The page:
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In Wikipedia it's claimed that Etruscan Civilization had a rich literature, but only one Etruscan text has survived.

And AFAIK at the same moment we have many Ancient Greeks texts roughly from the same historical period as Etruscans. And we know that Greeks and Etruscans communicated and traded at that time (Etruscans even used the part of Greek alphabet). So why the Etruscan literature left no trace as it never existed?

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Greek was in wide usage as the lingua franca of the Near East. It also has the benefit of actually surviving Roman rule, in the same capacity, all the way till the Late Antiquity. The Romans themselves read and spoke Greek. Thus, Greek works have had a much greater chance of surviving simply from a great, wider, and more durable distribution.

The Etruscan language, on the other hand, was never that widespread. It also reached its height much earlier than Greek; most surviving Etruscan dates from around 700 B.C. Having been conquered by Rome since the third century B.C., the Etruscan heartland was completely subsumed into the Latin civilisation at time when Greece was thriving.

The Etruscan language had largely gone extinct by the time of Claudius. Apart from perhaps some priests/scholars, Etruscan works would have been unintelligible to almost anyone who might possess Greek books.

Given the highly limited, if not outright extinct, readership, it is unsurprising that Etruscan literature were mostly lost. It would happen both from natural attrition over the centuries, as well as in the ravages of Late Antiquity wars in Italy. The (better preserved) religious Etruscan texts were lost in warfare around the same time.

So in summary:

  • Written Etruscan is confined to more ancient, and shorter, times than Greek
  • Etruscan was not nearly as widely spoken
  • Etruscan actually went extinct
  • Etruscan texts were more exposed to destructive forces
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    Semaphore, great logical answer. My potential quibble with it, as an explanation for why languages are poorly attested, would be due to logical circularity. Are there other languages which meet the four criteria you've given here for Etruscan but for which we have significantly more attested texts? I am tentatively thinking of Sumerian and Akkadian, and numerous others. If there are such languages, then the given answer would add up to "Etruscan texts don't survive because Etruscan texts had all the properties of Etruscan texts". The logical circularity is in using description as explanation. – Ahmed Fasih Jun 27 '14 at 20:01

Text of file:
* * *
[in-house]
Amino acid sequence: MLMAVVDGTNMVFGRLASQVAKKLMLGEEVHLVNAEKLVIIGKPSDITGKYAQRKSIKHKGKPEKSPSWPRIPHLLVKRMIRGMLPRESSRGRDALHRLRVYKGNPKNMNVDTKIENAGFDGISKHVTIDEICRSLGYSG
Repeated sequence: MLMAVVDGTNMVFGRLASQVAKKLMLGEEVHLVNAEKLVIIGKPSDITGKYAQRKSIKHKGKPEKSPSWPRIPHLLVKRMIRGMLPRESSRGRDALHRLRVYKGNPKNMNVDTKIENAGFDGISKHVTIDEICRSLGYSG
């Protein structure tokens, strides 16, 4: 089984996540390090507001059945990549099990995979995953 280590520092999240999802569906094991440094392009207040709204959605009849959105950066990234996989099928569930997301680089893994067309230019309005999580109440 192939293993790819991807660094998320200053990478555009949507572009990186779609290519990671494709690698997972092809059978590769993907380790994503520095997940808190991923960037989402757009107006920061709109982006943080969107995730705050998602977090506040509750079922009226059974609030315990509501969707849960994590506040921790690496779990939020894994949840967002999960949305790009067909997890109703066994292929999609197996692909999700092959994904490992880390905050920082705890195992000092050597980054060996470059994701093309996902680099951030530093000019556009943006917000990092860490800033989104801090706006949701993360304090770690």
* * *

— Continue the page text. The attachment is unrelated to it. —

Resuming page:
• @AhmedFasih Hmm, I'd disagree; there are plenty of poorly attested languages that share these points with Etruscan. An "extinct ancient language limited in distribution whose legacy was subjected to strife" would seem to be highly generic IMHO. Good point about Akkadian and Sumerian though; I think the main factor is they started to be written down much earlier than Etruscan. I clearly hadn't thought that "confined to more ancient times" criteria through :P – Semaphore Jun 27 '14 at 20:33
  • Correction. The Greek language dates back long before the Etruscan language. The earliest known evidence of Greek dates to Mycenaean times, about 800 years before the apex of the Etruscan language. Although the Greek language, as an international language emerges centuries after the Etruscan language, the earliest known origin of the Greek language is much older. – user26763 Oct 23 '17 at 23:30
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    @Alex ...no one said Etruscan predates Greek, so I don't know what you think you're correcting. Maybe try actually reading a post first next time. Further, if you're trying to establish which language is older, it's logically absurd to compare the "earlier known" of Greek to the "apex" for Etruscan. – Semaphore Oct 24 '17 at 7:51
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    Sumerian and Akkadian have survived on clay tablets, which is much more durable than the writing material used around the Mediterranean. If we did not have the original documents, we would know very little about those texts. Roman and ancient Greek texts have instead mostly survived by being copied. – andejons Oct 24 '17 at 20:21

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